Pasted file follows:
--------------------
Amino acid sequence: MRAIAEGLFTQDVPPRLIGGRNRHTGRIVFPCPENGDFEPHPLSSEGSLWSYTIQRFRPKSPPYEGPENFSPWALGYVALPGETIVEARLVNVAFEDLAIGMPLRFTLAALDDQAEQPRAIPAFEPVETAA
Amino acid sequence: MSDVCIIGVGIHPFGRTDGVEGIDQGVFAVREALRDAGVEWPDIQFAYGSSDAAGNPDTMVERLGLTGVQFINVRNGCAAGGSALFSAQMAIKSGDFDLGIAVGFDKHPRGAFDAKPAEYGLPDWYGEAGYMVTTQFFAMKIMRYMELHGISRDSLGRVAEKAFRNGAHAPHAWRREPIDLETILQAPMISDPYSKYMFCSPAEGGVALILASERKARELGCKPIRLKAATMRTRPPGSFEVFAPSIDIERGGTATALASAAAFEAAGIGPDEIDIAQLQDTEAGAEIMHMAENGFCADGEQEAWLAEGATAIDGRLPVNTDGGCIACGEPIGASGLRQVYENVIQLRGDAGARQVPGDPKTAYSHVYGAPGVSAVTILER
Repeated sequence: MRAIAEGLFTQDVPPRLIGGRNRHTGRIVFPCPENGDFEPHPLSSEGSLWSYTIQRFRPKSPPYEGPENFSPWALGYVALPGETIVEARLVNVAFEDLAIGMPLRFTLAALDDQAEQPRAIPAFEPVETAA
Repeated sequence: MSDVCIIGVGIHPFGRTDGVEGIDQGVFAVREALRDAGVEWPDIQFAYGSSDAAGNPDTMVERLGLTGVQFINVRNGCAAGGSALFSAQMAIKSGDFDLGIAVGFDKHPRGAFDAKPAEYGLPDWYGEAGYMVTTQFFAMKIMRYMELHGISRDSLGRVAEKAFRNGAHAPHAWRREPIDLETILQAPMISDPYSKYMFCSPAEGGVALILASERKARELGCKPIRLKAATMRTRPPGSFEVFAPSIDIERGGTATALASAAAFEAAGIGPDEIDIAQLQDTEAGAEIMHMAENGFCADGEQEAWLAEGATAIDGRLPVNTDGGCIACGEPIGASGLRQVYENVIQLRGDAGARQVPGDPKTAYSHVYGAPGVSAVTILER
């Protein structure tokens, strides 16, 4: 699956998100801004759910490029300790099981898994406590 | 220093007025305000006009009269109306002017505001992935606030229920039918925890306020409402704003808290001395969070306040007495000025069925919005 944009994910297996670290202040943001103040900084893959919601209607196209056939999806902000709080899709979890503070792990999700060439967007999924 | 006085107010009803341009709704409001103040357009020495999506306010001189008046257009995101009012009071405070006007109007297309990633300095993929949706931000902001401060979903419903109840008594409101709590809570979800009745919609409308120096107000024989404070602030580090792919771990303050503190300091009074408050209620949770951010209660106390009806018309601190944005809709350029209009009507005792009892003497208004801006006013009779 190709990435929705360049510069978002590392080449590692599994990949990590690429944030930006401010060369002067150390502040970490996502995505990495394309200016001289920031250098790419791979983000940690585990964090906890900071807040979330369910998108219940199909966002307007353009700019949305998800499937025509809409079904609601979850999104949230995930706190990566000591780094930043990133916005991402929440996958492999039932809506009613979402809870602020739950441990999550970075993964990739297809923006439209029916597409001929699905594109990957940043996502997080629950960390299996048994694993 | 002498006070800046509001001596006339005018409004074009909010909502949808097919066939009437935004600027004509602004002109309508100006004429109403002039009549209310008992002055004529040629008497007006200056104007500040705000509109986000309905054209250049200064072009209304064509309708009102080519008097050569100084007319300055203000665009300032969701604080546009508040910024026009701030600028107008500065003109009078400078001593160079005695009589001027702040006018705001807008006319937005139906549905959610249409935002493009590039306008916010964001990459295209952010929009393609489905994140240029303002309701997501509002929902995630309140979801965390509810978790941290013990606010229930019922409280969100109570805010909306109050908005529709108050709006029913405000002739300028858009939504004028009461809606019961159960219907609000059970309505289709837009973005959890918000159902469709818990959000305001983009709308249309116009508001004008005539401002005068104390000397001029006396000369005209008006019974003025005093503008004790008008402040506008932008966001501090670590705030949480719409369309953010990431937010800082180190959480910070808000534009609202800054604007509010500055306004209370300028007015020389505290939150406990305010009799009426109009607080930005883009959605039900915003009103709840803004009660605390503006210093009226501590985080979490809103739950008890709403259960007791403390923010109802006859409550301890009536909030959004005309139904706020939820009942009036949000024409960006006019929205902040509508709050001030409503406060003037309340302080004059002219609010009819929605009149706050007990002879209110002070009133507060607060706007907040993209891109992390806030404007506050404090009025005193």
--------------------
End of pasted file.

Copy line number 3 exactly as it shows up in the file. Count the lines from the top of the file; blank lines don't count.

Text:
Repeated sequence: MRAIAEGLFTQDVPPRLIGGRNRHTGRIVFPCPENGDFEPHPLSSEGSLWSYTIQRFRPKSPPYEGPENFSPWALGYVALPGETIVEARLVNVAFEDLAIGMPLRFTLAALDDQAEQPRAIPAFEPVETAA